Back in November I moved. The house has chipped blue woodwork, a red front door with frosted glass and a garden dominated by a rickety metal washing line. Each morning before work, the sky glows pearly pink while I stand at the kitchen counter making my breakfast. It’s a quiet and peaceful time, which, after the first few months of hostels, travel and general mayhem, I came to savour.
Housemates have come and gone but a core group remain, all ironically British escaping to the other side of the world, and I have shared big occasions such as Christmas and my birthday with them. This far away they have become a second family, creating a home from home together with a high-cherished shared spice rack, olive oil and soy sauce collection. Most of the time life is far from glamorous; I drag myself home from work smelling of grease, some of us sit around in pyjamas all evening, we watch endless TikTok videos on the TV, and we all dosey-do around each other in the tiny kitchen. And now it’s suddenly time for me to move out and travel the South Island in a van with a Frenchman, so I will miss this stability, the comfort of cooking dinner and eating it at the dining table, and my housemates’ weird quirks. Like the fact Rich made kitchen knives from scratch (yes, knives. From scratch) at Christmas, Jenna’s incredible, dazzling stripey suit she wears on special occasions, Jasmine’s tendancy to bring home shells, plants, chunks of driftwood, to decorate her room, and Liam’s unrepentant Dad jokes (holding a bag of currants ‘I didn’t know we currently had these’).
The house is homely, thanks to Jenna’s touch, and the living room is actually a living room without someone’s rusty bike leaning against the wall or a random throw showing Bob Marley and a leaf of weed. There’s actually a book case full of books and board games, and a shelf entirely dedicacted to booze. There’s a world map on the wall and, best of all, a dining table. It even has placemats. Many meal has been shared around this table, including last week’s lasagne feast in which we all ripped into the meal like starving wolves, although the food in question was a baguette of garlic bread not a dead animal.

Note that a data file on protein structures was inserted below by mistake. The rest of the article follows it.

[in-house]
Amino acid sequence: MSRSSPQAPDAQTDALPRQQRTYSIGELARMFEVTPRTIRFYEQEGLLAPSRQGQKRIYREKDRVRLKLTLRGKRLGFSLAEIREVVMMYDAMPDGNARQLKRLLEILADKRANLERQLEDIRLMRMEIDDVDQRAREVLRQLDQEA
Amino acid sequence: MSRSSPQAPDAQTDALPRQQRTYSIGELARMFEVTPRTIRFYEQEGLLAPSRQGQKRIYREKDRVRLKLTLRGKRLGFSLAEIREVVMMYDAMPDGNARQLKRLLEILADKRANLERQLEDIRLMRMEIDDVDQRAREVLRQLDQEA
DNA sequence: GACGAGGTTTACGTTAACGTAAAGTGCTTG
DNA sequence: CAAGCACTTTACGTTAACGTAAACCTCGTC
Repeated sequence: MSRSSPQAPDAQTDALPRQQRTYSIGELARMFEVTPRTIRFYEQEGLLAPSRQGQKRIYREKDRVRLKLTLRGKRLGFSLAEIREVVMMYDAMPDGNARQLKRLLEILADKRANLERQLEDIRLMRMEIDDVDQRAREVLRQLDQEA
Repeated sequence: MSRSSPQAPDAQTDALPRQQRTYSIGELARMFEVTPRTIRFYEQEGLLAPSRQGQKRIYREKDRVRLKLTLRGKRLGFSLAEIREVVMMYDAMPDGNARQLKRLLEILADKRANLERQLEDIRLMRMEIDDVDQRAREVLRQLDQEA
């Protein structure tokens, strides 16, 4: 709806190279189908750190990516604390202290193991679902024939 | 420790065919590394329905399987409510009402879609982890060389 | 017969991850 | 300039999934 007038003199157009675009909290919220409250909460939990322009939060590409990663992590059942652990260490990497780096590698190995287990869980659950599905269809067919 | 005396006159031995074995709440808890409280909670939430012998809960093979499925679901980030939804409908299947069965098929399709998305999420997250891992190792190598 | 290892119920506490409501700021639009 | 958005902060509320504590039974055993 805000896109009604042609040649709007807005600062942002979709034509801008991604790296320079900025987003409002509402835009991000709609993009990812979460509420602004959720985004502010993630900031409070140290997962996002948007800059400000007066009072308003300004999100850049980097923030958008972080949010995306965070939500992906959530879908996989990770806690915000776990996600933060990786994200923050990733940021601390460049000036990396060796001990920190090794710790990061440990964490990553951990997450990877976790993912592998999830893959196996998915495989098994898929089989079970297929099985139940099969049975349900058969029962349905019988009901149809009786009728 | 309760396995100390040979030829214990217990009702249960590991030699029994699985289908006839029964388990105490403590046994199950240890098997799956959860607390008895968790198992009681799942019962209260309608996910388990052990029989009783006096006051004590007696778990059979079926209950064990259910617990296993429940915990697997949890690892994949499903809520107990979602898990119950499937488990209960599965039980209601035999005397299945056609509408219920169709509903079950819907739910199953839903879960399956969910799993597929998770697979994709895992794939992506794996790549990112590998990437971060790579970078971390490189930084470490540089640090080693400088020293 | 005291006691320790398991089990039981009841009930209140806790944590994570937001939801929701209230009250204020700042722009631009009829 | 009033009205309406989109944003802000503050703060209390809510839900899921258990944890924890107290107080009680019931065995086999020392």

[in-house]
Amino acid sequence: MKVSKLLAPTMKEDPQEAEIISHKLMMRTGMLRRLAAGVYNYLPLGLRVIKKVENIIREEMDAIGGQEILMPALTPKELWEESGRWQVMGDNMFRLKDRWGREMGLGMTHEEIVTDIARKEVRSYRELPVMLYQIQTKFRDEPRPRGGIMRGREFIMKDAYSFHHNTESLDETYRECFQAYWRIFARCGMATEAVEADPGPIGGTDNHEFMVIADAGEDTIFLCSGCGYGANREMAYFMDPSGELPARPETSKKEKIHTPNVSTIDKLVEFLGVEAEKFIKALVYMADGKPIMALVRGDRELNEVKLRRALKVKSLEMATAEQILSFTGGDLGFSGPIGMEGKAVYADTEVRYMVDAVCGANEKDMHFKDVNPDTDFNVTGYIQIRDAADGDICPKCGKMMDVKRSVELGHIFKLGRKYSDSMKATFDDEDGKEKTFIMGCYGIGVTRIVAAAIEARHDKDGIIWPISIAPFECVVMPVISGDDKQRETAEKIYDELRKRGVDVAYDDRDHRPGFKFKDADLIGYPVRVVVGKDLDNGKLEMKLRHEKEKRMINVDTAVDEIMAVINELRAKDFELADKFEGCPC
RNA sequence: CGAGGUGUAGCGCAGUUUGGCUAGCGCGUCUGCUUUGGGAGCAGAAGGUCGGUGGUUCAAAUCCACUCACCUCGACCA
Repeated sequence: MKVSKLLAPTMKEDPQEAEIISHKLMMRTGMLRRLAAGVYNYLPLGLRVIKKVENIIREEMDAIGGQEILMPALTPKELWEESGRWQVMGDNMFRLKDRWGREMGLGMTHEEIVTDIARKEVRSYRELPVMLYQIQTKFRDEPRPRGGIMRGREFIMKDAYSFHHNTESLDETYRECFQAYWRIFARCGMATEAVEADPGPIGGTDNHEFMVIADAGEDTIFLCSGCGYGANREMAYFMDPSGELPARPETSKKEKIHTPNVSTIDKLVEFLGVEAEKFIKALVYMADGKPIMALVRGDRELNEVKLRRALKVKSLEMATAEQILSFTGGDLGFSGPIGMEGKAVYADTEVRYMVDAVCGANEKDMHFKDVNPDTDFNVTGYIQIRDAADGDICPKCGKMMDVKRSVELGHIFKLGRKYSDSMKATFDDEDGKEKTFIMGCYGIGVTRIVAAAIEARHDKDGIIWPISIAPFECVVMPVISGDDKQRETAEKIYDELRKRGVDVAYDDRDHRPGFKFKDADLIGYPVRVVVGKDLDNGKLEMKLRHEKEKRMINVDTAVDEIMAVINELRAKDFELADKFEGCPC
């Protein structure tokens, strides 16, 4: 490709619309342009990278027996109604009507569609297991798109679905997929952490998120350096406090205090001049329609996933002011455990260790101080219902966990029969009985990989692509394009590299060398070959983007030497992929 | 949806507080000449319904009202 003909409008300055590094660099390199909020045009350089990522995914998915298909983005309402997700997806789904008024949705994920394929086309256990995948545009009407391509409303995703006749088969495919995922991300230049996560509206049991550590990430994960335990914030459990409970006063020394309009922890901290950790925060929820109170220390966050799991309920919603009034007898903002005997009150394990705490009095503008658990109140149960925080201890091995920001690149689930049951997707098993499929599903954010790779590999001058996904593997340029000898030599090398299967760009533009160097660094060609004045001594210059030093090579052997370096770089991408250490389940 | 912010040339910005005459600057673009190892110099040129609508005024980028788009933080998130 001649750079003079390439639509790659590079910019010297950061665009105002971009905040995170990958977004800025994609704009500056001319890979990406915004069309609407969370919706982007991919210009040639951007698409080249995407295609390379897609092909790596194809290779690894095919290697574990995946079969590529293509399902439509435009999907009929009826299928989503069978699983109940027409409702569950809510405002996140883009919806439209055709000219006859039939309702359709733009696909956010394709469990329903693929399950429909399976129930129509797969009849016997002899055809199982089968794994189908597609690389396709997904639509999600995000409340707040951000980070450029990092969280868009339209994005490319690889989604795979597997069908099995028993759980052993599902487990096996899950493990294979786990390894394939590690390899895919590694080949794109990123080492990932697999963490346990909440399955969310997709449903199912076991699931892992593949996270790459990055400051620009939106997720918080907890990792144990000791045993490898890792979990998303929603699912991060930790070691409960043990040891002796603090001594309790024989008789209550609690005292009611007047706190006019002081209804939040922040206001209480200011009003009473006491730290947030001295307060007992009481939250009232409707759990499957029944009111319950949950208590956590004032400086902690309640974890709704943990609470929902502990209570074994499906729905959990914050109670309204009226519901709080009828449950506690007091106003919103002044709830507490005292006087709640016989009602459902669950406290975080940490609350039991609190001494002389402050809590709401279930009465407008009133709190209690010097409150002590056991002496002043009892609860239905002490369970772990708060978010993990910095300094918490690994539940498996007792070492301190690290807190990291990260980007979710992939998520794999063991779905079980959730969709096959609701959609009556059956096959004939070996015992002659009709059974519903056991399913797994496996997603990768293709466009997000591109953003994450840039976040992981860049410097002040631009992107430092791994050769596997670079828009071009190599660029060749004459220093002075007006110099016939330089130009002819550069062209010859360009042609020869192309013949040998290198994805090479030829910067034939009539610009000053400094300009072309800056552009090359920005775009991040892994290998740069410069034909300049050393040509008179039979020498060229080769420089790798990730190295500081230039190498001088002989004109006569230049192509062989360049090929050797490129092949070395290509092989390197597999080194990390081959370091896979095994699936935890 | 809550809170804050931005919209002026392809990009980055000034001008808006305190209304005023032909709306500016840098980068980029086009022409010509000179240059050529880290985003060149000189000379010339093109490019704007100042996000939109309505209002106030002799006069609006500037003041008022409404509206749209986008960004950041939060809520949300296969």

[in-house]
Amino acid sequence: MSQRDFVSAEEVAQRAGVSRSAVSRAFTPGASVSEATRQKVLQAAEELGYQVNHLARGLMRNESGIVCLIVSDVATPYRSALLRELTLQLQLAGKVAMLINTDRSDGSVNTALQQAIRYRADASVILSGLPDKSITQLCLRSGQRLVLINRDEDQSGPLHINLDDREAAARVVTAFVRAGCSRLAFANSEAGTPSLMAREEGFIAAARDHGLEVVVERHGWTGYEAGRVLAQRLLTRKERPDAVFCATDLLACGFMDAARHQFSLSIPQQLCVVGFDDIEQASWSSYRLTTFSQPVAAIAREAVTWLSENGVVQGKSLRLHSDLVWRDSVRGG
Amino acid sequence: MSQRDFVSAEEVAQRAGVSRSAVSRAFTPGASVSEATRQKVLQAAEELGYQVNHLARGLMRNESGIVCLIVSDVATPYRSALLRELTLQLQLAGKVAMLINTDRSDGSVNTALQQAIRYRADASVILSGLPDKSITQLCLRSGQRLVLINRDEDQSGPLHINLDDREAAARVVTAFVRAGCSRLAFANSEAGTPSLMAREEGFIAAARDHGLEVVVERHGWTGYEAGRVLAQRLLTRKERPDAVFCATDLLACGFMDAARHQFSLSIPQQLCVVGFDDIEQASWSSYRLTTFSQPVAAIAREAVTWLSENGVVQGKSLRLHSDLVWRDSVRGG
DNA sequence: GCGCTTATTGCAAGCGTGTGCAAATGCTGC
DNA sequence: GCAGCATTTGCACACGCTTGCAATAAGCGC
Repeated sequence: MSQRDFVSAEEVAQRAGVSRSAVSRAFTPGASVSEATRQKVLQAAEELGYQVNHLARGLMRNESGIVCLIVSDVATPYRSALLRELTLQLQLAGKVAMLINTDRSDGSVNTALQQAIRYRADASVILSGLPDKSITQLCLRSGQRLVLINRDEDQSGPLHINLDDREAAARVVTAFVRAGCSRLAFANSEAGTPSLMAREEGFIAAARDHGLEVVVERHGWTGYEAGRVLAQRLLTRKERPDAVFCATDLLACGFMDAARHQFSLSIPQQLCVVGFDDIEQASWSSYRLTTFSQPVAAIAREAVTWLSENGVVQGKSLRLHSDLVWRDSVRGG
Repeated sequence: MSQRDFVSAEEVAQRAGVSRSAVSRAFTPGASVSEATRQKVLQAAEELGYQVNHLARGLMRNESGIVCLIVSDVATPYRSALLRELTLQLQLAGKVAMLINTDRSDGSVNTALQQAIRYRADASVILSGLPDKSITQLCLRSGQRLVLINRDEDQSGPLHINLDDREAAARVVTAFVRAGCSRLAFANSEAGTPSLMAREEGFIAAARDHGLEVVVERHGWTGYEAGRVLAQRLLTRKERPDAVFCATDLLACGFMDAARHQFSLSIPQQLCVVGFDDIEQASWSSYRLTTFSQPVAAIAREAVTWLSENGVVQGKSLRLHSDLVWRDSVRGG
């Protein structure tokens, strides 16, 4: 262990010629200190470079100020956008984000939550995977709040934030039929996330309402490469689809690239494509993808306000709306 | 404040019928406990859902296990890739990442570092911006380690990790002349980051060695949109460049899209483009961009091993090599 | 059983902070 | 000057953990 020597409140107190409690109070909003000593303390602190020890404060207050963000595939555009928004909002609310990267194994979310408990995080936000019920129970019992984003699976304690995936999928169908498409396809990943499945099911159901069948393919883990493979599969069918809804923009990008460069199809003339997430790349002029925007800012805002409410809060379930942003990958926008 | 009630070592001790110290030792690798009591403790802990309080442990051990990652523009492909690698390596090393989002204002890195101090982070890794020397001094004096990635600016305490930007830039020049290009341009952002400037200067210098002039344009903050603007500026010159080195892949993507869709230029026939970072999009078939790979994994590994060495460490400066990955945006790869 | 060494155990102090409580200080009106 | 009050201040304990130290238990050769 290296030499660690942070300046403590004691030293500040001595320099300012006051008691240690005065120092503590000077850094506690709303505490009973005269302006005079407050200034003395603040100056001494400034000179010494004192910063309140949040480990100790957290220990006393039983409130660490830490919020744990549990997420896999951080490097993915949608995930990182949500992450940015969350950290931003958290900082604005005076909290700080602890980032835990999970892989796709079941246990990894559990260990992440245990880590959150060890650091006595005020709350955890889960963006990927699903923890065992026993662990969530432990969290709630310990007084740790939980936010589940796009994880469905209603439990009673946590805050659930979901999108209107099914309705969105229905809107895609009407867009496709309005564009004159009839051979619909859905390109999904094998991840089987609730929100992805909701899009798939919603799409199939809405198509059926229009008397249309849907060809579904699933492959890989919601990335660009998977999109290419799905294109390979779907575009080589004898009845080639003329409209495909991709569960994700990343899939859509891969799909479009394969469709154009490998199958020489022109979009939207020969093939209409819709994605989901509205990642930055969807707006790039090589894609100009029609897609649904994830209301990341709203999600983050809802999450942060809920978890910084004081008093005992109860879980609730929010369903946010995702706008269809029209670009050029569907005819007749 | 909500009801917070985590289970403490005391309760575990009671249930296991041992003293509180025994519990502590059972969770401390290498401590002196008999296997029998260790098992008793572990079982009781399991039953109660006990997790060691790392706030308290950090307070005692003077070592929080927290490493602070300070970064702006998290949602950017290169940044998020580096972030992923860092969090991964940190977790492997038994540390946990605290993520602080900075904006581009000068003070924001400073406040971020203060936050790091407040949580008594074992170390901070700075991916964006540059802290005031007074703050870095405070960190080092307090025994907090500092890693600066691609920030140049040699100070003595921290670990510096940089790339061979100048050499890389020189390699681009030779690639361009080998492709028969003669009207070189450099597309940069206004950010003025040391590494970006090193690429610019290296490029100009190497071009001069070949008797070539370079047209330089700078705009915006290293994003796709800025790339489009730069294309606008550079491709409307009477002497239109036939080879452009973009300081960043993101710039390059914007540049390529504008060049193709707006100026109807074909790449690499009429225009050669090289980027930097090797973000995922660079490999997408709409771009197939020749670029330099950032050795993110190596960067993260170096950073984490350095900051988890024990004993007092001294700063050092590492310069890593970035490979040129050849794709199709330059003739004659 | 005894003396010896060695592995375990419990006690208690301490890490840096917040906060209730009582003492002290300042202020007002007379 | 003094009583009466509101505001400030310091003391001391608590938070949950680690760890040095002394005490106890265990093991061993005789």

While hostelling I fantasised about life in a house and all the foods I would happily cook and bake. That was a dark time of disappointing dinners, some better than others, and my cooking now is an improvement by far, however, there has been less than I anticipated. As a matter of fact, there’s been less cooking in New Zealand in general! It could be laziness (I write this as I lie lethargically in bed) or just life in all its blinding fast-paced brightness getting in the way. There have been a few trays of triple chocolate cookies in Auckland, cheese straws and brownies at Christmas, strawberry, blueberry and apple cobbler for Laura’s barbecue, lemon curd and pavlova, a failed focaccia, and these cheese scones.
My head chef, Scott, came up with the recipe. He prepares the dough at the café everyday, usually in enormous quantities, producing nearly fifty scones a day at weekends. This is because they are unapologetically delicious and sell out every single morning. You have to be quick if you want a scone. The crumb is buttery soft and when sliced in half there a pockets of cheese crystals waiting to be melted on the grill. The surface has a thatch of grated cheese, baked until gold and crackly to touch. I covet every scone I’m asked to toast so instead of stealing a customer’s breakfast I decided to bake my own. Interestingly, this recipe requires cream with the milk instead of water creating a rich, cakey scone, the creaminess complementing the sharp cheddar. Be warned, there is an impressive rise on these little guys, so keep them small – they’ll double in height. I made two batches of these scones and they were all gone in three days, with only a sad corner left when I returned from work yesterday. And then that was eaten within a few hours.
This might be the last home-cooking I do in New Zealand. Luckily for me these are a showstopper. I’ve gone out with a bang.
Adapted from Scott Barrett’s recipe
450g self-raising flour
3 tsp baking powder
15g caster sugar
1 tsp salt
115g cold unsalted butter
125g grated sharp Cheddar cheese, plus extra for the topping
- Preheat the oven to 180C. Line a baking tray with baking paper. Weigh the flour, baking powder, caster sugar and salt into a large mixing bowl and stir to combine thoroughly.
- Chop the butter into cubes and rub into the flour mixture until it has the texture of fine breadcrumbs.
- Stir in the grated cheese. Mix the cream and milk in a jug and pour most of it into the bowl, bringing the dough together with a wooden spoon. Add the rest of the milk if it seems dry. Tip the dough onto a floured surface and quickly but gently knead it together then flatten it into a rectangle with a rolling pin. Cut the dough in half lengthwise then cut each half into four. Line them on the baking tray and top with extra grated cheese.
- Put the tray in the oven and bake for 20-25 minutes until the tops are golden brown, the scones are well-risen and sound hollow when tapped on the base. Best eaten warm with a little butter.